Differences approaches take by clinical teams to the active treatment of lung cancer across England may be cutting short the lives of hundreds of patients with the disease every year, warn researchers.
They calculated that if treatment rates rose to optimal levels, 800 patients could “have a clinically relevant extension of their lives each year”.
“The extent of use of different treatment modalities varies between geographical areas in England”
They noted that lung cancer survival in England was worse than in comparable countries, with various factors, such as speed of diagnosis and access to cancer services, thought to be factors.
The researchers highlighted that they wanted to know if geographical variations in treatment might also have a role in lung cancer survival rates across the country.
As a result, they retrieved national cancer registry information on the survival of people who had been diagnosed with lung cancer between 2005 and 2014.
The one-year survival of lung cancer patients in England improved by one percentage point each year between 2005 and 2014, rising from 26% in 2005 to 36% in 2014, the figures showed.
The researchers then looked in detail at active treatment – surgery, radiotherapy, and chemotherapy – and its potential links with survival in 176,225 patients diagnosed from 2010-14.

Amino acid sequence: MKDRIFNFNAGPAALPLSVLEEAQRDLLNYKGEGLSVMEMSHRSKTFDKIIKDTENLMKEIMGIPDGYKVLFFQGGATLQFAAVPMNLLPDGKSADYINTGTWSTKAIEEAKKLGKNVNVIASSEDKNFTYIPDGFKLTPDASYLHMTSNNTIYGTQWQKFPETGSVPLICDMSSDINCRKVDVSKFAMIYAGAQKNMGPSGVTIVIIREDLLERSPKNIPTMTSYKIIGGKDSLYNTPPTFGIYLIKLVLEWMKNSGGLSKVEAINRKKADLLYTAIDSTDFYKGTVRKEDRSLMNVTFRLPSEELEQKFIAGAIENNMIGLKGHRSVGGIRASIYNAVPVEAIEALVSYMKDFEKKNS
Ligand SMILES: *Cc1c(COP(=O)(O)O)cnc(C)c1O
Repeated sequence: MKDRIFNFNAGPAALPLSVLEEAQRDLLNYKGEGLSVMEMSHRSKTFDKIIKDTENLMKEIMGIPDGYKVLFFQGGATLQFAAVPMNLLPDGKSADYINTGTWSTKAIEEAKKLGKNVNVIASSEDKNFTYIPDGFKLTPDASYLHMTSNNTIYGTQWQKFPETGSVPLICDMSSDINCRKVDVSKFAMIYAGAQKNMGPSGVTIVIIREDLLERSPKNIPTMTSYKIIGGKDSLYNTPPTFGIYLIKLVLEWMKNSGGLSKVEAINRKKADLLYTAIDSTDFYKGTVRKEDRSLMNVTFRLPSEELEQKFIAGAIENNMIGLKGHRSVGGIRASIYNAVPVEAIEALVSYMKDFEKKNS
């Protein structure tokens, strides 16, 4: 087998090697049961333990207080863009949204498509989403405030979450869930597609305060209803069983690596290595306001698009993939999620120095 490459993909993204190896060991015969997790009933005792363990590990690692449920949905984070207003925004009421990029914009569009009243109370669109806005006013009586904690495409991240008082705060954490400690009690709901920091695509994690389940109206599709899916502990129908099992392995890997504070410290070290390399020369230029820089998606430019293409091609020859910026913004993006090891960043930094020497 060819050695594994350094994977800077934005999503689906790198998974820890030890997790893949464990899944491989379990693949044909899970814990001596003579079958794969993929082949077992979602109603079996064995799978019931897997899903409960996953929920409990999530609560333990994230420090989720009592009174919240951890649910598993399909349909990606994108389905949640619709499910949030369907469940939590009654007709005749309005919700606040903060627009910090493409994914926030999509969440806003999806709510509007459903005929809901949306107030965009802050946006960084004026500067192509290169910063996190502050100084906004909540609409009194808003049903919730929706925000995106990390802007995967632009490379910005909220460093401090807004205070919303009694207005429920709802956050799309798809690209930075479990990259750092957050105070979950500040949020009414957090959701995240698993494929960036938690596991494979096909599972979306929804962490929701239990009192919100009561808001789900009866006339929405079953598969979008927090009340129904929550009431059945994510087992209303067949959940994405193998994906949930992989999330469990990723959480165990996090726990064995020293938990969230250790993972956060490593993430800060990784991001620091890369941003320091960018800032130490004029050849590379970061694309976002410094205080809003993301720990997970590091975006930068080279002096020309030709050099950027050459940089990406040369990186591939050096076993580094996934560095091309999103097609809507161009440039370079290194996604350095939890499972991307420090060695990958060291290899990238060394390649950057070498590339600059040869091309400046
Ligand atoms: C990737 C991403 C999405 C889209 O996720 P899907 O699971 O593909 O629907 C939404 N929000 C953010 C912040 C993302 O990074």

Their detailed analysis of the period showed considerable variations in use of active treatment, which was in turn associated with survival rates.
“The data suggest improvement over time, but there is potential for further survival gains2
For example, 9.3% had surgery in the bottom fifth of active treatment areas, compared with 17% in the top fifth. Similarly, radical radiotherapy varied from 4% to 13%, and chemotherapy from 21.5% to 34.5%.
The more active the treatment, the longer survival tended to be, noted the researchers in the journal Thorax.
They calculated that the variation added up to 188 potentially avoidable annual deaths in the first two years after diagnosis for those not actively treated with surgery, plus 373 deaths for those not actively treated with radiotherapy.
Similarly, 318 deaths could have been delayed at the six-month time point if patients had been as actively treated with chemotherapy as they were in the top five performing areas.
Chemotherapy treatment rates did not affect two-year survival rates, possibly because more advanced lung cancer tended to have a poor outlook irrespective of what treatment is given.
However, the annual toll of avoidable deaths could be 800 if active treatment reached the rates of the top five performing areas, according to the researchers.
They noted that their calculations held true after taking account of underlying conditions, age, sex and tumour stage.
The study authors stated: “The extent of use of different treatment modalities varies between geographical areas in England.
“These variations are not attributable to measurable patient and tumour characteristics, and more likely reflect differences in clinical management between local multi-disciplinary teams,” said the researchers from London, Leeds, Leicester, Nottingham and Denmark.
“The data suggest improvement over time, but there is potential for further survival gains if the use of active treatments in all areas could be increased towards the highest current regional rates,” they said.
But the researchers added that “even the highest treatment rates that we observed are still below the levels required for optimal survival outcomes”.